January 28, 1988 to April 03, 1988
Masters like Soto, Cruz-Diez and Marisol had won Venezuelan art an enviable reputation for finesse, refinement and elegance. Youthful contemporaries reacted against such criteria towards a new vision that was unsettled, violent, and agressive. If these attitudes seemed in tune to global tendencies, it should be noted that the figuration and drawing which was the foundation of such expression, had a long and unbroken tradition in regional art especially in Latin America. Miguel von Dangel, Ernesto León, and Carlos Zerpa all lived in Caracas, and typified the diverse, sophisticated, and vigorous cultural heritage of the great twentieth century metropolis. Though work on the two-dimensional plane was only one aspect of their art, they were united by subject matter which was quite deliberately Venezuelan in character.
Von Dangel was intimately involed with ecology. He was an inveterate explorer into the remote reaches of the country, including the tropical jungles of the Orinoco. Indian artifacts and wildlife specimens that he collected on these forays and encounters, frequently found their way into complex assemblages. Recalling the ritual and psychological intensity of primitive art, he assaulted the viewer with violent and intuitive ferocity, using shamanic fervor to persue the truth and actuality of raw and unrefined experience. Von Dangel’s luscious color, texture, and pattern transported the viewer into the savage reality of the tropics.
León, the youngest of the trio, like Von Dangel, was involved with local identity via ecology. His panels presented flora and fauna at monumental scale. Growth patterns and idiosyncracies of various distinct identifiable plants and palms were calligraphically described with freely brushed and broadly dragged pigment. Burnished backgrounds of gold leaf were enriched with brilliant color to convey the evanescence of tropical heat and blinding light.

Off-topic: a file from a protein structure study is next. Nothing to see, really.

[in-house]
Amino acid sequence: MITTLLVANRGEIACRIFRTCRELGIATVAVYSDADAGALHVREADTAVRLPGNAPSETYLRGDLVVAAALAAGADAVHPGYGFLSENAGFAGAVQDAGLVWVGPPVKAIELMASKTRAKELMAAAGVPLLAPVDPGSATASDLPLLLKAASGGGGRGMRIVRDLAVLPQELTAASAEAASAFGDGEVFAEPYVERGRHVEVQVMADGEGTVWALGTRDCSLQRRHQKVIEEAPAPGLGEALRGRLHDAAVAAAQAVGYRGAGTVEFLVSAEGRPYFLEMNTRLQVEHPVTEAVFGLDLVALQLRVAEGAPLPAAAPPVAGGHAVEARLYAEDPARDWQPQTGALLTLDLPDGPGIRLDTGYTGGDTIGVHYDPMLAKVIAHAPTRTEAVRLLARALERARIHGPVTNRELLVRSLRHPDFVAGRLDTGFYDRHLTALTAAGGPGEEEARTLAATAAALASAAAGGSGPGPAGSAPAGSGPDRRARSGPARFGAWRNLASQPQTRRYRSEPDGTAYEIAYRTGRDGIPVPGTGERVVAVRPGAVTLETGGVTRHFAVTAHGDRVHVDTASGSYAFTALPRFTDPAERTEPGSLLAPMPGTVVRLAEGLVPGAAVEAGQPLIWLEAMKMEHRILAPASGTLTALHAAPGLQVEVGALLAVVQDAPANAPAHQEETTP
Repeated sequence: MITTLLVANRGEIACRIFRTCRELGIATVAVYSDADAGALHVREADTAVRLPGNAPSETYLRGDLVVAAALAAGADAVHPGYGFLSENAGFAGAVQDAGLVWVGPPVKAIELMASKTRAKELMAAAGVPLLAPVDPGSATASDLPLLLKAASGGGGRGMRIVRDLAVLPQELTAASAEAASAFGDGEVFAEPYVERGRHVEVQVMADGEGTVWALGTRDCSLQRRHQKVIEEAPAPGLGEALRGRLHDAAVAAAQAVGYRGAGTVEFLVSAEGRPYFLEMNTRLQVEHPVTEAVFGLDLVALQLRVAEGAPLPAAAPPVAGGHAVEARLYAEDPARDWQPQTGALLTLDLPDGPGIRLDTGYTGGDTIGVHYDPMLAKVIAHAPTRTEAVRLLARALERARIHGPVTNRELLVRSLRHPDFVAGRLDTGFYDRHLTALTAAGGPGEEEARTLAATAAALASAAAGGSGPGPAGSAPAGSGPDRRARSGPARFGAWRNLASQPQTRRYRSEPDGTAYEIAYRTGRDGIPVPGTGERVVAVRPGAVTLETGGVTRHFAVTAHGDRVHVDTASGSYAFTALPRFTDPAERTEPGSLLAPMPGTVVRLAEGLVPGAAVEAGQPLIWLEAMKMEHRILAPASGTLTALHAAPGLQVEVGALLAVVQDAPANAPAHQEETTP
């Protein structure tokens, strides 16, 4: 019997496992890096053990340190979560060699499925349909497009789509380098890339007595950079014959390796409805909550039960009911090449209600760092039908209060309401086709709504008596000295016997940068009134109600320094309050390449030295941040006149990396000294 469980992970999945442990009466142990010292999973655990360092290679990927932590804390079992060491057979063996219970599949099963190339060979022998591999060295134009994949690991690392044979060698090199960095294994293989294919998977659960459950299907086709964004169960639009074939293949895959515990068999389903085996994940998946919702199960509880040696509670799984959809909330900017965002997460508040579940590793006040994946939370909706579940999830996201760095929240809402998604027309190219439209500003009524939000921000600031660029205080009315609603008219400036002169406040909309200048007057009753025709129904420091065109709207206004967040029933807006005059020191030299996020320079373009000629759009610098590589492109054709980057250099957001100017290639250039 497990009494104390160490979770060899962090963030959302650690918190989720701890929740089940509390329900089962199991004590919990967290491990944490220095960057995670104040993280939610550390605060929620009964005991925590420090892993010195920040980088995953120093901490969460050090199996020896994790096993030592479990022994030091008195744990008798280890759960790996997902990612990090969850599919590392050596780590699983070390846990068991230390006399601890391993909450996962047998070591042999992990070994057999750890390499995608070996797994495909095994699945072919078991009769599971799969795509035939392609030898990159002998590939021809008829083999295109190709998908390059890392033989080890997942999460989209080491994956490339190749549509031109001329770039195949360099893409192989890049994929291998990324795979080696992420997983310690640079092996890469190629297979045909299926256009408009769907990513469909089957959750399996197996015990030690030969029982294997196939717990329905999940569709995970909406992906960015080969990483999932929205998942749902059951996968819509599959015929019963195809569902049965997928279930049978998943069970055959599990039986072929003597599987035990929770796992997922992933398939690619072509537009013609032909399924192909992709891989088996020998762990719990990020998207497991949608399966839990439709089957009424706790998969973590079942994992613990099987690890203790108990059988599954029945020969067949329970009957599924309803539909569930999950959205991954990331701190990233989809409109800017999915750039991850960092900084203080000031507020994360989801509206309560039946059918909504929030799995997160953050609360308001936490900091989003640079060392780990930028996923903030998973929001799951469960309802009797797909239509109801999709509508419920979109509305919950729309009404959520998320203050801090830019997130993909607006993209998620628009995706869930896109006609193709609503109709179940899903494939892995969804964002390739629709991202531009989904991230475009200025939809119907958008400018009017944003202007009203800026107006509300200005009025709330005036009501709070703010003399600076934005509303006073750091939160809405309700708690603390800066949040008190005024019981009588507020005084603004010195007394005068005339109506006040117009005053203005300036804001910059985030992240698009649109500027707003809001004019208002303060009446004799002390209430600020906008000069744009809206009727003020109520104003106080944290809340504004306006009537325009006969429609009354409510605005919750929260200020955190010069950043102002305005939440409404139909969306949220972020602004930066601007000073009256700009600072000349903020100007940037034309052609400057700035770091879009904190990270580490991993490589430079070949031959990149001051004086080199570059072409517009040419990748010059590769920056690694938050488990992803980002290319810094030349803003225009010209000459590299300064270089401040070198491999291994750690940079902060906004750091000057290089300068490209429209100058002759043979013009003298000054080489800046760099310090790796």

Carlos Zerpa’s interest developed beyond performance and assemblage, into painting and drawing. No longer obsessed with the evils of blind nationalism and catholic dogma, he now seeked local identity in the reinterpretation of myth. Monsters, mermaids, and New World curiosities from colonial engravings abound in his new canvases, but he also unmasked art world lengends much closer to the present date. Zerpa created a bizarre universe by surrounding Venezuelan wildlife and folklore with hybrids of Picasso, Duchamp, Matisse, and Mondrian grafted onto earlier Renaissance, Baroque, and Roccoco imagery. His brilliant rainbow palette harnessed the riotous color of the tropics.
These artists were typical of the artistic plurality that flourished in Venezuela at the time. They vividly illustrated the vitality, intellectual awarness and artistic accomplishement that characterized contemporary regional art at its best.
Three Venezuelans In Two Dimensions was jointly curated by Axel Stein, Director of the Galeria Mendoza and John Stringer.
The exhibition was made possible by the Fundación Eugenio Mendoza, Caracas. Generous contributions were made by the Fundación Universidad Metropolitana, Caracas and the Venezuelan American Banking Corp. in New York.